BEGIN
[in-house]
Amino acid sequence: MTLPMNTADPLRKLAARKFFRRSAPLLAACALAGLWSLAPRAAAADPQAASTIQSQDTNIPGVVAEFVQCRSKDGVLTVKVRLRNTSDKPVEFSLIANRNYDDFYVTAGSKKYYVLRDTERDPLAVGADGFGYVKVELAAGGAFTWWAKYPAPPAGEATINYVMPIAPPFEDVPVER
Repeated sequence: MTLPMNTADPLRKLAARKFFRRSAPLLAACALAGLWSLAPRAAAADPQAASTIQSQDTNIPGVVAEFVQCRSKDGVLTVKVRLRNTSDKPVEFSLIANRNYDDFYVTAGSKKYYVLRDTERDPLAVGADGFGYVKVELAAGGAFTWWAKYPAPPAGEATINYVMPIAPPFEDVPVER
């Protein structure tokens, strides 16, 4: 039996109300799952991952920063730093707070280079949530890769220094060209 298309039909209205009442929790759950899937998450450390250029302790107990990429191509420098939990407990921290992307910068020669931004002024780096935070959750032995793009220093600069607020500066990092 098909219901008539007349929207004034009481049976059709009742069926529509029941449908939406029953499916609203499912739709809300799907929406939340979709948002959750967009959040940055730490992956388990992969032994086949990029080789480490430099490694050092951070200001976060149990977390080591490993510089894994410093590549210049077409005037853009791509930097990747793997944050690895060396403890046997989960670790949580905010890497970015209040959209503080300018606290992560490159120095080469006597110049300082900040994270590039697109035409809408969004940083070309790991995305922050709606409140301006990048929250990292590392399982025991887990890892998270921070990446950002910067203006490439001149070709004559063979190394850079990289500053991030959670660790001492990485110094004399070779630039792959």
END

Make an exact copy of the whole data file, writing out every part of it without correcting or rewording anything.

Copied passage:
[in-house]
Amino acid sequence: MTLPMNTADPLRKLAARKFFRRSAPLLAACALAGLWSLAPRAAAADPQAASTIQSQDTNIPGVVAEFVQCRSKDGVLTVKVRLRNTSDKPVEFSLIANRNYDDFYVTAGSKKYYVLRDTERDPLAVGADGFGYVKVELAAGGAFTWWAKYPAPPAGEATINYVMPIAPPFEDVPVER
Repeated sequence: MTLPMNTADPLRKLAARKFFRRSAPLLAACALAGLWSLAPRAAAADPQAASTIQSQDTNIPGVVAEFVQCRSKDGVLTVKVRLRNTSDKPVEFSLIANRNYDDFYVTAGSKKYYVLRDTERDPLAVGADGFGYVKVELAAGGAFTWWAKYPAPPAGEATINYVMPIAPPFEDVPVER
């Protein structure tokens, strides 16, 4: 039996109300799952991952920063730093707070280079949530890769220094060209 298309039909209205009442929790759950899937998450450390250029302790107990990429191509420098939990407990921290992307910068020669931004002024780096935070959750032995793009220093600069607020500066990092 098909219901008539007349929207004034009481049976059709009742069926529509029941449908939406029953499916609203499912739709809300799907929406939340979709948002959750967009959040940055730490992956388990992969032994086949990029080789480490430099490694050092951070200001976060149990977390080591490993510089894994410093590549210049077409005037853009791509930097990747793997944050690895060396403890046997989960670790949580905010890497970015209040959209503080300018606290992560490159120095080469006597110049300082900040994270590039697109035409809408969004940083070309790991995305922050709606409140301006990048929250990292590392399982025991887990890892998270921070990446950002910067203006490439001149070709004559063979190394850079990289500053991030959670660790001492990485110094004399070779630039792959």